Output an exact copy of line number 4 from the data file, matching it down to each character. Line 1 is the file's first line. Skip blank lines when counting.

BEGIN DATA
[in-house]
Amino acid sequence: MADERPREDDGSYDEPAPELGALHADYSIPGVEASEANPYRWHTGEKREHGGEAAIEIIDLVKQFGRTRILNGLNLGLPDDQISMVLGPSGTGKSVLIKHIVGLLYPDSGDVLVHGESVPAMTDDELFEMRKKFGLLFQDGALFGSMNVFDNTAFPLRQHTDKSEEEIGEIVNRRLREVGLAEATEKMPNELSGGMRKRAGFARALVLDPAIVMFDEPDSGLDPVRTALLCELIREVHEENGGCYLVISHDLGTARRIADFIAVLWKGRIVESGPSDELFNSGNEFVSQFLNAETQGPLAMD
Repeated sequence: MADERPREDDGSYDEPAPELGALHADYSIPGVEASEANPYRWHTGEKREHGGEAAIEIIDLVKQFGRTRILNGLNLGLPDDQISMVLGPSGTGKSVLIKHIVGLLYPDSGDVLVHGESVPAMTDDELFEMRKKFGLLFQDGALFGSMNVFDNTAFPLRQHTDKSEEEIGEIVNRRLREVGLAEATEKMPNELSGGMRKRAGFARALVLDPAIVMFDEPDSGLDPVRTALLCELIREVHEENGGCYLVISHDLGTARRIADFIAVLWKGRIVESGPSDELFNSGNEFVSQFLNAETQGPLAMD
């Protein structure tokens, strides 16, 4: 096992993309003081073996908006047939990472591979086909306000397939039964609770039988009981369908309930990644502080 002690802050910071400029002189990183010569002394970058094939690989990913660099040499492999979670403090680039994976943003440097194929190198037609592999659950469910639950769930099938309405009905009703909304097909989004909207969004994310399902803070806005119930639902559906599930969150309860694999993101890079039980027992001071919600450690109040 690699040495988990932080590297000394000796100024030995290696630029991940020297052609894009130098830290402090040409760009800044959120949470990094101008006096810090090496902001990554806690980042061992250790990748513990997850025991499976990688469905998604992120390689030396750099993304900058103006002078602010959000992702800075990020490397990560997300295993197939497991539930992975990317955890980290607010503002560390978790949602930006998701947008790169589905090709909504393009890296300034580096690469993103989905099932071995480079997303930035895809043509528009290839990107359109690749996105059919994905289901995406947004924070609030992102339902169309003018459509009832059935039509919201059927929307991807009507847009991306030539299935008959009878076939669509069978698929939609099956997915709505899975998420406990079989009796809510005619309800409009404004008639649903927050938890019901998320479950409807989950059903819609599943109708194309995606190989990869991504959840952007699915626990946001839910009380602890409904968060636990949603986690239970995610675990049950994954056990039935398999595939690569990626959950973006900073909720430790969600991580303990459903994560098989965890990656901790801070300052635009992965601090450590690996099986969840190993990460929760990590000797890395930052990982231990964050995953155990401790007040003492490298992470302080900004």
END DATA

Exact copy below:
């Protein structure tokens, strides 16, 4: 096992993309003081073996908006047939990472591979086909306000397939039964609770039988009981369908309930990644502080 002690802050910071400029002189990183010569002394970058094939690989990913660099040499492999979670403090680039994976943003440097194929190198037609592999659950469910639950769930099938309405009905009703909304097909989004909207969004994310399902803070806005119930639902559906599930969150309860694999993101890079039980027992001071919600450690109040 690699040495988990932080590297000394000796100024030995290696630029991940020297052609894009130098830290402090040409760009800044959120949470990094101008006096810090090496902001990554806690980042061992250790990748513990997850025991499976990688469905998604992120390689030396750099993304900058103006002078602010959000992702800075990020490397990560997300295993197939497991539930992975990317955890980290607010503002560390978790949602930006998701947008790169589905090709909504393009890296300034580096690469993103989905099932071995480079997303930035895809043509528009290839990107359109690749996105059919994905289901995406947004924070609030992102339902169309003018459509009832059935039509919201059927929307991807009507847009991306030539299935008959009878076939669509069978698929939609099956997915709505899975998420406990079989009796809510005619309800409009404004008639649903927050938890019901998320479950409807989950059903819609599943109708194309995606190989990869991504959840952007699915626990946001839910009380602890409904968060636990949603986690239970995610675990049950994954056990039935398999595939690569990626959950973006900073909720430790969600991580303990459903994560098989965890990656901790801070300052635009992965601090450590690996099986969840190993990460929760990590000797890395930052990982231990964050995953155990401790007040003492490298992470302080900004």